First, pol­i­cy­mak­ers should high­light how AI can re­sult in tan­gi­ble ben­e­fits. For in­stance, an Ac­cen­ture sur­vey high­lighted that 84 per cent of man­agers be­lieve ma­chines will make them more ef­fec­tive and their work more in­ter­est­ing. Be­yond the work­place, AI prom­ises to al­le­vi­ate se­ri­ous global is­sues such as cli­mate change and poor ac­cess to health­care. Ben­e­fits like these should be clearly ar­tic­u­lated to en­cour­age a more pos­i­tive out­look on AI’S po­ten­tial.

Sec­ond, pol­i­cy­mak­ers need to ad­dress and pre-empt the down­sides of AI. Some groups will be af­fected dis­pro­por­tion­ately by these changes. To pre­vent a back­lash, pol­i­cy­mak­ers should iden­tify the groups at high risk of dis­place­ment and cre­ate strate­gies that fo­cus on rein­te­grat­ing them into the econ­omy.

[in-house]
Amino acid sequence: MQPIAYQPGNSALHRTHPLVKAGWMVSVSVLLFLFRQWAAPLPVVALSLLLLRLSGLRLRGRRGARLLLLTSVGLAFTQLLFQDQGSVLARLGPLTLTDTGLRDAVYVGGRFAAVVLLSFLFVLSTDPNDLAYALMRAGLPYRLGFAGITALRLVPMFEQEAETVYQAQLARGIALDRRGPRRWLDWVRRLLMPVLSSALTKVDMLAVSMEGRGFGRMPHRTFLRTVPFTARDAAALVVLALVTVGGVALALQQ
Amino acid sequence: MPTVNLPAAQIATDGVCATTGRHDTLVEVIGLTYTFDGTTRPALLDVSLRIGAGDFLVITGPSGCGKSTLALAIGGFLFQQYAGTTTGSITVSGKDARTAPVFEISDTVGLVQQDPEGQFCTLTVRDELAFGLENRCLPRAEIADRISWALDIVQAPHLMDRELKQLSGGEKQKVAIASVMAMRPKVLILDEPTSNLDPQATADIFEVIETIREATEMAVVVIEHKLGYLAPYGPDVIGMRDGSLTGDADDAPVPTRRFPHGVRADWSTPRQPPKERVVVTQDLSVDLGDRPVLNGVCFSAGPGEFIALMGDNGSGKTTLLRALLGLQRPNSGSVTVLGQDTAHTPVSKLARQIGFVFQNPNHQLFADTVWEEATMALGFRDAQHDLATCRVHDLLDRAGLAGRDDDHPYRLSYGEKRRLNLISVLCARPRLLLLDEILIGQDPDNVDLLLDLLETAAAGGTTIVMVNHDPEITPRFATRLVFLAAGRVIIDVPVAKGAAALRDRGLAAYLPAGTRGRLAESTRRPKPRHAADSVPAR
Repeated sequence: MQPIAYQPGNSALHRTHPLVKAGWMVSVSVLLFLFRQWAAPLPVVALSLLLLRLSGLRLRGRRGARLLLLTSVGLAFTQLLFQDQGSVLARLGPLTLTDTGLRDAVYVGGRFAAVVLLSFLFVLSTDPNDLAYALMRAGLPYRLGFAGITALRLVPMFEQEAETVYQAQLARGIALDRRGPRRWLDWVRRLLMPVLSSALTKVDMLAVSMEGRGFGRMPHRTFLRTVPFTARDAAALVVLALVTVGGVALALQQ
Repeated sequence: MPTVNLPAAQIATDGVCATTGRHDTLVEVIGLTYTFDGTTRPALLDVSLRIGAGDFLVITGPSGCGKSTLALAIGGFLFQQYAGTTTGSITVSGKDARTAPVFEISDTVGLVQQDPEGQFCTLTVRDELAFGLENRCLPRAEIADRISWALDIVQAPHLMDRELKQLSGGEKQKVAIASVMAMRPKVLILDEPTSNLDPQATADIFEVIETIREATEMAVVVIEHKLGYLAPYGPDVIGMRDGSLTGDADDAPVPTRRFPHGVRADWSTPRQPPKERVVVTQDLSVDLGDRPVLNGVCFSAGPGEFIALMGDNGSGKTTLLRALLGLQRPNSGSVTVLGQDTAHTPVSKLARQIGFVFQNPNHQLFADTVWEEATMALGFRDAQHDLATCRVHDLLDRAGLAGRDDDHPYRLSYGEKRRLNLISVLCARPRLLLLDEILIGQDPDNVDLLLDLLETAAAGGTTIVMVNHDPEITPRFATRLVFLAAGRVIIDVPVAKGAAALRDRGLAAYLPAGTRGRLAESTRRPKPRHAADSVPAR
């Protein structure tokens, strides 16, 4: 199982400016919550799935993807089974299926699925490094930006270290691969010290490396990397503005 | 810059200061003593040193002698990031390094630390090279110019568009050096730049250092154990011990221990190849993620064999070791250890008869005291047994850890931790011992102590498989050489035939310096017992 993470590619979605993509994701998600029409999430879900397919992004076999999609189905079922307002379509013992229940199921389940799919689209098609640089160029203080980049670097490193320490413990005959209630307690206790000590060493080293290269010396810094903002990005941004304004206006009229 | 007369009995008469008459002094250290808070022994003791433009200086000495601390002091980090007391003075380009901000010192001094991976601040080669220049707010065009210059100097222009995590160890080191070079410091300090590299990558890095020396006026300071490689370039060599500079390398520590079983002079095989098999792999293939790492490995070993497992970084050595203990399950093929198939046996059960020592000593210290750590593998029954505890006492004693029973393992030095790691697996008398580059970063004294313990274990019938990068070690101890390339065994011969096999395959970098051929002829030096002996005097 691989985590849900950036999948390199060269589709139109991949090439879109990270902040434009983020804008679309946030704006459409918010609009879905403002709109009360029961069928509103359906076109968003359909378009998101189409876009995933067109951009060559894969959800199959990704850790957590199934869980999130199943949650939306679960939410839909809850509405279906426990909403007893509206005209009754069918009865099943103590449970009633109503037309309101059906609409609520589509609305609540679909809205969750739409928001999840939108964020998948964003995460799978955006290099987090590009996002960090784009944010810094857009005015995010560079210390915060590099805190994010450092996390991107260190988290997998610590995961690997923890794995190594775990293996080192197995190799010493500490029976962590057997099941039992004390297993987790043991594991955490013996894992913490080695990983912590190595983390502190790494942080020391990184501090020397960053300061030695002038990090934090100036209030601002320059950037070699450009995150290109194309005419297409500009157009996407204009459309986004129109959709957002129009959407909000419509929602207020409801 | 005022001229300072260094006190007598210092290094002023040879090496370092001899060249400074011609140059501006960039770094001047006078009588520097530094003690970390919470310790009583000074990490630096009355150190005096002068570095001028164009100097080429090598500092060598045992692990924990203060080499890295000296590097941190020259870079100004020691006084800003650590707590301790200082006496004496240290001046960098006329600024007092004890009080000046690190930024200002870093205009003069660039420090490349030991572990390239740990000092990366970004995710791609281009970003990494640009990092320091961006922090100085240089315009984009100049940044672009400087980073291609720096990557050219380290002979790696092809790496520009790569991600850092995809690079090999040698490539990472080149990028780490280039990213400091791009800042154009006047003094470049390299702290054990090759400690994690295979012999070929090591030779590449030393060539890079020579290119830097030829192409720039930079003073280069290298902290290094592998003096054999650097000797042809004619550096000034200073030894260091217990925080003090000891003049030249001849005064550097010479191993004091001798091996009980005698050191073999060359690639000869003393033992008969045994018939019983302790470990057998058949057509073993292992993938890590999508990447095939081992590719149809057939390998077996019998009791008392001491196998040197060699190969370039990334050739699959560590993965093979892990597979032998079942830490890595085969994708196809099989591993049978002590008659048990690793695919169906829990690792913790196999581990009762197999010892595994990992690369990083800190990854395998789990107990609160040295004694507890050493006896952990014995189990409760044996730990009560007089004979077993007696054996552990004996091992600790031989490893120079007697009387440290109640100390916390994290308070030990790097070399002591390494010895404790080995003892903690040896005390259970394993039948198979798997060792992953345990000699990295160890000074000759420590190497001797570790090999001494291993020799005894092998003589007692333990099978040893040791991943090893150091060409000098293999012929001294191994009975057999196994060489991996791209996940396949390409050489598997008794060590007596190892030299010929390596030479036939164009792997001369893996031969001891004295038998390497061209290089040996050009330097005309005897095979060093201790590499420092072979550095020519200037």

In clos­ing

In­creases in cap­i­tal and labour are no longer driv­ing the lev­els of eco­nomic growth that the world has be­come ac­cus­tomed to. As in­di­cated herein, a new fac­tor of pro­duc­tion is on the hori­zon. AI prom­ises to trans­form the ba­sis of eco­nomic growth for coun­tries around the world.

To avoid miss­ing out on this op­por­tu­nity, pol­i­cy­mak­ers and busi­ness lead­ers alike must work to­wards a fu­ture with ar­ti­fi­cial in­tel­li­gence. They must do so not with the idea that AI is sim­ply another pro­duc­tiv­ity en­hancer; rather, they must see AI as a tool that will trans­form our think­ing about how growth is cre­ated.

Jodie Wal­lis is Man­ag­ing Di­rec­tor and Ar­ti­fi­cial In­tel­li­gence Lead at Ac­cen­ture Canada. Deb­o­rah San­ti­ago is Global Le­gal Lead of Ac­cen­ture’s Dig­i­tal & Strate­gic Offerings le­gal team, which in­cludes An­a­lyt­ics, In­ter­ac­tive, Mo­bil­ity, Cloud and Soft­ware.